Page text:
His government was formed by the Lithuanian Activist Front (LAF ), "whose members and allies unleashed murder, mutilation, rape and pillage against dozens of Jewish communities in Lithuania in the days before the Germans arrived and set up their new administration," according to Dovid Katz, a Vilnius-based Yiddish studies scholar and human rights activist currently living in Lithuania and the editor of DefendingHistory.com, which is dedicated to publications on public affairs, anti-Semitism and Holocaust issues.
"The government openly called upon the local population to attack Lithuanian Jews. This incitement to murder was a significant factor in the violence unleashed by Lithuanians against Jews in more than 40 places, even before the arrival of the German troops, and in the horrific wave of mass murder unleashed with massive local help after the country was occupied," added Zuroff.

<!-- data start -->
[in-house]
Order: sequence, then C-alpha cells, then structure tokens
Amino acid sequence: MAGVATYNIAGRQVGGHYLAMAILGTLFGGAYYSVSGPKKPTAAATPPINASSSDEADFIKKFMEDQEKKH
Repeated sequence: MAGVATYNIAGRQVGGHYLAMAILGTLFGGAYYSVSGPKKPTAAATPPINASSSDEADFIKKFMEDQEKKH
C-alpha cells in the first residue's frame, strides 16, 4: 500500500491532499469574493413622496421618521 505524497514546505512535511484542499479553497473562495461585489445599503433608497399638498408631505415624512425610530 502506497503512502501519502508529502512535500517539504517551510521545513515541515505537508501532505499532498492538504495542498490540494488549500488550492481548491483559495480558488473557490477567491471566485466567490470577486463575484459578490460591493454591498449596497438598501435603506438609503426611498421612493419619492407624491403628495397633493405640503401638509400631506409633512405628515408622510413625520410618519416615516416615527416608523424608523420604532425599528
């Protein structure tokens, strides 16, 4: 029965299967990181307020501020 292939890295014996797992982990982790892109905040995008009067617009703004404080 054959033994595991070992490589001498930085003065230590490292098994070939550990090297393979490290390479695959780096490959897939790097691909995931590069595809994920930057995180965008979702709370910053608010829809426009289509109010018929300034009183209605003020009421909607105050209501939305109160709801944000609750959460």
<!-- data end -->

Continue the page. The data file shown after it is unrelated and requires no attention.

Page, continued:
The mayor of Kaunas, Andrius Kupcinskas, who headed the committee that approved the move, was quoted in the local media: "Every state leader must be given certain state honors. The provisional government of Lithuania was trying to return statehood to Lithuania. Historians may assess this variously, but his attempts were noble."
However, historical documents proved a deep connection between the government and the Nazi regime. The name of the Ambrazevicius appears atop the June 30, 1941 order for setting up a concentration camp for Jews, and the July 7, 1941 order to establish the Kovno (Kaunas ) ghetto for incarceration of the city's Jewish residents - as revealed by the website defendinghistory.com, which provides the original documents.